The IRS audit or the creation of tax returns by the IRS are uncomfortable propositions no matter your circumstance. The Cohan Rule may help.
Why so scary? An audit is just an attempt by the government to grade your homework right? A simple review of the documents you used to create your income and deduction disclosures. No big deal.
For many, the above is true. Of course, they are the ones that sat in the front of the class.
For most of us, a review of documents used to create income and deduction disclosures is scary. Why? Bad recordkeeping.
Now, I am just trying to be funny by over-generalizing. In reality, many of those who sat in the back of the class , are good record-keepers and vice versa. No matter our personalities, we should all be aware of the following:
- The IRS can ask for documents and other proof to substantiate income and deductions claims on the tax return.
- The IRS can review bank statements and lifestyle clues for signs of unreported income.
- The IRS can expand an audit from one year to multiple years
- The lack of substantiation can turn a civil audit into a criminal referral.
- An attorney is needed to deal with the sensitive areas of the audit to try and prevent audit expansion and criminal referral.
The Good News:
Despite the above, “holes” in your record keeping i.e. missing receipts, checks etc. can be filled in legally.
Thanks to an old case called Cohan v. Commissioner, 39 F 2nd 540 (2nd Cir. 1930), the IRS will allow proof of expenses, even if receipts and checks are missing.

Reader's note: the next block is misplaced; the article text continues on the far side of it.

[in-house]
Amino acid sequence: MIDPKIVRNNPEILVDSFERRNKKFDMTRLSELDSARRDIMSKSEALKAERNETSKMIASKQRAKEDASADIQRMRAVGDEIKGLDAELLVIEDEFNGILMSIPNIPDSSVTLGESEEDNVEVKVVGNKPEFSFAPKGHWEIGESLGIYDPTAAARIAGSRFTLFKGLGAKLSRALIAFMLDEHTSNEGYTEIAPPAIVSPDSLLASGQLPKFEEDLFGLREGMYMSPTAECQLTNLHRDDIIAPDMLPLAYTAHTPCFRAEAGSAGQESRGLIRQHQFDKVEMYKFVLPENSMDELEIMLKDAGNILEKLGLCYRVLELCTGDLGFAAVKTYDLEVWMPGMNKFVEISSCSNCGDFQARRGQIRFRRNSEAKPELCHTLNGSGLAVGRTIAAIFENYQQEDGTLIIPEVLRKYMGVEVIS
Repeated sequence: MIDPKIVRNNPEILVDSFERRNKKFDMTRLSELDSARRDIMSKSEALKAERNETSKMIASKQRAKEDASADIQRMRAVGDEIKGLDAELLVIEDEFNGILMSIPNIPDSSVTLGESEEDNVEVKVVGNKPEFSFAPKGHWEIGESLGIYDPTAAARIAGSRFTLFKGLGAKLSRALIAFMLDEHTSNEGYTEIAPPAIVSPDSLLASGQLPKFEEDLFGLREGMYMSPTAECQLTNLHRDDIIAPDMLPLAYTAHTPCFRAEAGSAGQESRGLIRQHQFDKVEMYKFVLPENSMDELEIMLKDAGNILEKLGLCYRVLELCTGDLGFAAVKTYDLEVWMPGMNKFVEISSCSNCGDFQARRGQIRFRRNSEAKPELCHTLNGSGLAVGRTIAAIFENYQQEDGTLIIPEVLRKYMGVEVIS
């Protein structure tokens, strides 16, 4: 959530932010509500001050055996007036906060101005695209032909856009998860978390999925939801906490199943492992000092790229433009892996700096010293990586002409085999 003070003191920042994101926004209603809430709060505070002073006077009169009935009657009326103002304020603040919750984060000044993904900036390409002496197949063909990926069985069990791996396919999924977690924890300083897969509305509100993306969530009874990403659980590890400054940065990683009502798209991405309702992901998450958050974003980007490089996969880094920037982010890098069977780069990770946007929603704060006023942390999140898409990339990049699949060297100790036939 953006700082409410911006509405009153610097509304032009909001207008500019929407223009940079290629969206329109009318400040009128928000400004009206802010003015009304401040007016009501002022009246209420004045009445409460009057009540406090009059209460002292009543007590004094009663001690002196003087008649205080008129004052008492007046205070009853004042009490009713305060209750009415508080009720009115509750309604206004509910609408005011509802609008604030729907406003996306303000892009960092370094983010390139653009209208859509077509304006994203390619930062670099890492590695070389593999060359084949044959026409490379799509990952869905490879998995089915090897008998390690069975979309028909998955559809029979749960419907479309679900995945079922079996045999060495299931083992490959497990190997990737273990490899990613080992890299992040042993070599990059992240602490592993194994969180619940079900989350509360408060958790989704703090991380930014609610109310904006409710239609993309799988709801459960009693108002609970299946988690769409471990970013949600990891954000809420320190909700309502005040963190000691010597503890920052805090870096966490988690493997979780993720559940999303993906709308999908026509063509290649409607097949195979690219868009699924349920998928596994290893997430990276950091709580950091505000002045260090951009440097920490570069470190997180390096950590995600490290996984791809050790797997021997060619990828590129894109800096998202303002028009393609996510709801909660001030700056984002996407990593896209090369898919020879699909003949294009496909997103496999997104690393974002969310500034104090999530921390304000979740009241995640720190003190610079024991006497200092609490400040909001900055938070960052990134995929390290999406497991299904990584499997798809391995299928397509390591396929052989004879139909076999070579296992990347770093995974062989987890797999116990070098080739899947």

The catch is that the taxpayer must have a “reasonable basis” for the claim made on the return.
What is “reasonable basis” then? An example.
Imagine a realtor that drove many miles over hill and dale, night and day in her attempt to sell homes. She maintained a calendar of her workday all year, but didn’t keep a mileage log.
When audited she reconstructs the mileage log using the calendar. She submits the new mileage log along with an affidavit in which she swears that she drove that many miles.
What if the audit has already completed and the realtor did not recreate her mileage log. She knows the new bill is too high but doesn’t know what to do.
If the audit has been completed and the bill is too high, the audit may be reopened and the IRS can review the created mileage log. This process is called “”audit reconsideration“.
The Cohan rule still stands for the proposition that direct records aren’t necessary to verify an IRS expense deduction if a “reasonable basis” estimate can be reconstructed. If you have unfiled returns or are being audited and are concerned about missing documents, you are welcome to call me to discuss.